Saturday, March 8, 2003
Emersonians against war.
In an article about Eli Pariser, the 22-year-old whiz kid who turned the Internet into the mass-mobilization tool of the American antiwar movement, George Packer observes: "There is a very old American type of protester — think of Emerson's friend Thoreau, or of John Brown — who sees politics as an expression of personal morality." He explains:
The strongest tendency at the Feb. 15 rally (and in the movement generally) was not anti-Americanism or antiglobalism or pro-Arabism; it was simply a sense that war does more harm than good. A young woman from Def Poetry Jam shouted: ''We send our love to poets in Iraq and Palestine. Stay safe!'' The notion that there is little safety in Iraq and, strictly speaking, there are no poets — that the Iraqi people, while not welcoming the threat of bombs, might be realistic enough to accept a war as their only hope of liberation from tyranny — was unthinkable. The protesters saw themselves as defending Iraqis from the terrible fate that the U.S. was preparing to inflict on them. This assumption is based on moral innocence — on an inability to imagine the horror in which Iraqis live, and a desire for all good things to go together. War is evil, therefore prevention of war must be good. The wars fought for human rights in our own time — in Bosnia and Kosovo — have not registered with Pariser's generation. When I asked Pariser whether the views of Iraqis themselves should be taken into account, he said, ''I don't think that first and foremost this is about them as much as it's about us and how we act in the world.''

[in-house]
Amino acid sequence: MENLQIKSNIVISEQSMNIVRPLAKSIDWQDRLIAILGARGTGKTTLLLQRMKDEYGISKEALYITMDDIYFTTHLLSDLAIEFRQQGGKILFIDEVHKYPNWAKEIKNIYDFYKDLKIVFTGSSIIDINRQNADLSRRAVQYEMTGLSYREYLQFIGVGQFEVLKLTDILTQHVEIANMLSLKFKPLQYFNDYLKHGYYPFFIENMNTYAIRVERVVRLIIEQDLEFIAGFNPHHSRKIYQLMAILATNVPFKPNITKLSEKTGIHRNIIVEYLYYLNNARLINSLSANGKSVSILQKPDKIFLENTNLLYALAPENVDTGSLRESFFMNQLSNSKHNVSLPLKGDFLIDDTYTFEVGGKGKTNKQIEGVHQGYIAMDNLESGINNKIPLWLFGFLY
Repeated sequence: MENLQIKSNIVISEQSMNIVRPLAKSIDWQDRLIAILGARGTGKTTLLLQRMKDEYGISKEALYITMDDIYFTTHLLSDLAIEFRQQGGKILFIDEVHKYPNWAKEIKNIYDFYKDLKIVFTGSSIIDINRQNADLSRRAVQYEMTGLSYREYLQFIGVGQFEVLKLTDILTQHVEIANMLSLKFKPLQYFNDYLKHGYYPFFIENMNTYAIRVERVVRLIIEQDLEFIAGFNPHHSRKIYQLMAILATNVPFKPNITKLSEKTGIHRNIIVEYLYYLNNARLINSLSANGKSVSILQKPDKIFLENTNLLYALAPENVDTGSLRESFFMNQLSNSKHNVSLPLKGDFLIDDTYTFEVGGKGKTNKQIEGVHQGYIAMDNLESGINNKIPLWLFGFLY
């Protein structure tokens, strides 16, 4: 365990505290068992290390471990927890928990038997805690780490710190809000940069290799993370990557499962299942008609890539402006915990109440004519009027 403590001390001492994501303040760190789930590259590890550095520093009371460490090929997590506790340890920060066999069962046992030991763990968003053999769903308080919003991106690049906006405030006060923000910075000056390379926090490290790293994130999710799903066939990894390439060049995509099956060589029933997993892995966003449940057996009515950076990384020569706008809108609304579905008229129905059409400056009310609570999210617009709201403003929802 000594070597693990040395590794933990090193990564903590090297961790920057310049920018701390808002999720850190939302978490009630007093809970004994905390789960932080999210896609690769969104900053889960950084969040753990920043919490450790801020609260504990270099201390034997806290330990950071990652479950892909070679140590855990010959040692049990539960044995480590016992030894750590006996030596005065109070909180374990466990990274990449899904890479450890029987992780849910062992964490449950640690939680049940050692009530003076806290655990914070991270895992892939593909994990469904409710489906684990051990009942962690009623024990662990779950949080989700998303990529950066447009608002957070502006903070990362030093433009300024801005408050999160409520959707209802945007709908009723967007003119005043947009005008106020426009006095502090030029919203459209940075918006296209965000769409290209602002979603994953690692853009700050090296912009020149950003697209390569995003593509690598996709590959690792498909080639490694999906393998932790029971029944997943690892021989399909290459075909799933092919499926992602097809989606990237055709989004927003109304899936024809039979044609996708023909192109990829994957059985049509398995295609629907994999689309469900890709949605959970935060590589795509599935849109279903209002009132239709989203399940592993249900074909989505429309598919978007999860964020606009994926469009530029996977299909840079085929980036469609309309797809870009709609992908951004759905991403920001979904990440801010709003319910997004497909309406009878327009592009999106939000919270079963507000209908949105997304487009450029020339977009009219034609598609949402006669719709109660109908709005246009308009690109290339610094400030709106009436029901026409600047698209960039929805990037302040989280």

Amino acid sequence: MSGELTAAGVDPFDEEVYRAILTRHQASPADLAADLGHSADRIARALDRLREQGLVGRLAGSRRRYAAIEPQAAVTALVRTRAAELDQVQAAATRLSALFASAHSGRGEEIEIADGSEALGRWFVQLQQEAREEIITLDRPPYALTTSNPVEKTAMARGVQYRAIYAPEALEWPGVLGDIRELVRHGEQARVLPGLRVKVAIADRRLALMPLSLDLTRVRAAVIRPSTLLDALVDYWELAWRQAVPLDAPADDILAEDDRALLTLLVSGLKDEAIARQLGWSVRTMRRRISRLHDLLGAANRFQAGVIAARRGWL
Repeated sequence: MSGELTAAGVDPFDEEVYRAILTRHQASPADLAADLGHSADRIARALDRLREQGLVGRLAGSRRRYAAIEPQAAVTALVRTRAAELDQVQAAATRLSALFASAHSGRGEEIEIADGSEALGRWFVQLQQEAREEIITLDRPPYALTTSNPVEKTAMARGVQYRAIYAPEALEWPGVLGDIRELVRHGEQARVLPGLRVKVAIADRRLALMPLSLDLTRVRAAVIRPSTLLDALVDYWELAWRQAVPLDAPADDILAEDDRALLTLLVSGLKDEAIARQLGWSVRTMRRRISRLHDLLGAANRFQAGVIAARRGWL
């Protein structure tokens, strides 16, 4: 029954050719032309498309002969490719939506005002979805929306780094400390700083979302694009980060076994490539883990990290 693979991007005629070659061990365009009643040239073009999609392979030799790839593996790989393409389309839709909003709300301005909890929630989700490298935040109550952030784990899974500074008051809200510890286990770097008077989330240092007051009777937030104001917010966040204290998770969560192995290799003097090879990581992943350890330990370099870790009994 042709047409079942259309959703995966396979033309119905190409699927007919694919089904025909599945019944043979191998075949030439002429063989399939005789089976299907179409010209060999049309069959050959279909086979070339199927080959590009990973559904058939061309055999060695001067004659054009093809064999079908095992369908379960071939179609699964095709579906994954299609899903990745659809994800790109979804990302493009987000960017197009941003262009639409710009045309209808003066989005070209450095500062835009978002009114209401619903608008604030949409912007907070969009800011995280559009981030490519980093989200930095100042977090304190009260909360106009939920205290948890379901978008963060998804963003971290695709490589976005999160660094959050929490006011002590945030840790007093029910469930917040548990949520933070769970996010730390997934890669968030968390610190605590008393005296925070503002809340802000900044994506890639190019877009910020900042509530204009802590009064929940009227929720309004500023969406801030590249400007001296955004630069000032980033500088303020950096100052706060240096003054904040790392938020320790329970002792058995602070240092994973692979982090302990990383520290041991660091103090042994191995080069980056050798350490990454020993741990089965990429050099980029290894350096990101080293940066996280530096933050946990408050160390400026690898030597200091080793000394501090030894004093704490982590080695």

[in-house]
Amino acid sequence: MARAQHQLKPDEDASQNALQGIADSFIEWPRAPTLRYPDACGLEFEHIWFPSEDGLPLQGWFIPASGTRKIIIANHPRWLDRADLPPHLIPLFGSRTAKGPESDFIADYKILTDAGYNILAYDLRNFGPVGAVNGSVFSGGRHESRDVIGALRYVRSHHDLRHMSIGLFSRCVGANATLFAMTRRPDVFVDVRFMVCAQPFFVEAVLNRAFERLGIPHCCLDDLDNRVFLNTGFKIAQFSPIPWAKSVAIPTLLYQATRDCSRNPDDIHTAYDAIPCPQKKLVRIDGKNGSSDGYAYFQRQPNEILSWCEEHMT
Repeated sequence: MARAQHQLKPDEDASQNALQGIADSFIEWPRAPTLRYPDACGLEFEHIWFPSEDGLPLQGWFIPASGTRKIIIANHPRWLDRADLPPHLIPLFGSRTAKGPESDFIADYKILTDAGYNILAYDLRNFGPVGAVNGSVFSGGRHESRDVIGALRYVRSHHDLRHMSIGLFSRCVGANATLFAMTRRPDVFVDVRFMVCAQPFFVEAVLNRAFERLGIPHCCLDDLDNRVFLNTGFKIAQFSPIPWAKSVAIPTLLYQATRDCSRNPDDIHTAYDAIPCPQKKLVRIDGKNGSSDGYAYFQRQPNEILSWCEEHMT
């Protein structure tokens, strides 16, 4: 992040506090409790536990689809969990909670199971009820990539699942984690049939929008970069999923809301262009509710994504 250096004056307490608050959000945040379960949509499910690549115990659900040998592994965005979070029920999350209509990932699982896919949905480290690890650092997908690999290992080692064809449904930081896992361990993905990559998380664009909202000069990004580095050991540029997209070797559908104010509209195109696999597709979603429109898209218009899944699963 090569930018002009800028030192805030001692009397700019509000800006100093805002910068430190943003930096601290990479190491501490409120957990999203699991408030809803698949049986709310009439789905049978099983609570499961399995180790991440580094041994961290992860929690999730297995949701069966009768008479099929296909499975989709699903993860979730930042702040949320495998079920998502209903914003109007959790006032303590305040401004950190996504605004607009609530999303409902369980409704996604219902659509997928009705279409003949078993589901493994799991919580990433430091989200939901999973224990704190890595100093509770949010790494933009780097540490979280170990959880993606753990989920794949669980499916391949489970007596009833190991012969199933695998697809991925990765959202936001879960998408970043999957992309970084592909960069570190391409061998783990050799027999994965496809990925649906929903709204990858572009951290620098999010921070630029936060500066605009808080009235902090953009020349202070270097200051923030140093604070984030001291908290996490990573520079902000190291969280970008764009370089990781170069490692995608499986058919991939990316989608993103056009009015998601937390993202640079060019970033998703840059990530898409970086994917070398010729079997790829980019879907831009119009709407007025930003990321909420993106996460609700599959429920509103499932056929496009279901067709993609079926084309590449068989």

Packer adds: "For now, clarity and a sense of righteousness have created the most potent American protest movement in a generation. What isn't clear is how the new movement will sustain itself once a war begins."
P.S. Having attended a Ralph Waldo Emerson bicentennial celebration just last night where English professors Wesley Mott and David M. Robinson talked about Emerson's influence, I did a bit of Web browsing and found Robinson's 1997 essay, "Transcendentalism and the Utopian Mentality." I can't wait to read it.
Copyright © 2003 by Philocrites | Posted 8 March 2003 at 6:37 PM